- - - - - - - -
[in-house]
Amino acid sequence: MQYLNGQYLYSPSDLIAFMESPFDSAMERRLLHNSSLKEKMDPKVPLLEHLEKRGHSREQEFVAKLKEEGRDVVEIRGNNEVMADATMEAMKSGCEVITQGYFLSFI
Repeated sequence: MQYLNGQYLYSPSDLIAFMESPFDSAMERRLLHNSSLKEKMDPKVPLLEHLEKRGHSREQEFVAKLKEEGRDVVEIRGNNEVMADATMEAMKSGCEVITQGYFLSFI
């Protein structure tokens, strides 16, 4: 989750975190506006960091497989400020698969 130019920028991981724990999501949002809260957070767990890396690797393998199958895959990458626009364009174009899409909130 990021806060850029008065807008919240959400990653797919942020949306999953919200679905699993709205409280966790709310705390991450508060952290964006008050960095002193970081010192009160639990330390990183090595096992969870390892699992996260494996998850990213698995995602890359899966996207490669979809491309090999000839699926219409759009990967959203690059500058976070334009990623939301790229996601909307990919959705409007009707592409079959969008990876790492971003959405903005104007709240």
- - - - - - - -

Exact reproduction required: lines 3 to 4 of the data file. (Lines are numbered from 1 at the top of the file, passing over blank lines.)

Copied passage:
Repeated sequence: MQYLNGQYLYSPSDLIAFMESPFDSAMERRLLHNSSLKEKMDPKVPLLEHLEKRGHSREQEFVAKLKEEGRDVVEIRGNNEVMADATMEAMKSGCEVITQGYFLSFI
């Protein structure tokens, strides 16, 4: 989750975190506006960091497989400020698969 130019920028991981724990999501949002809260957070767990890396690797393998199958895959990458626009364009174009899409909130 990021806060850029008065807008919240959400990653797919942020949306999953919200679905699993709205409280966790709310705390991450508060952290964006008050960095002193970081010192009160639990330390990183090595096992969870390892699992996260494996998850990213698995995602890359899966996207490669979809491309090999000839699926219409759009990967959203690059500058976070334009990623939301790229996601909307990919959705409007009707592409079959969008990876790492971003959405903005104007709240």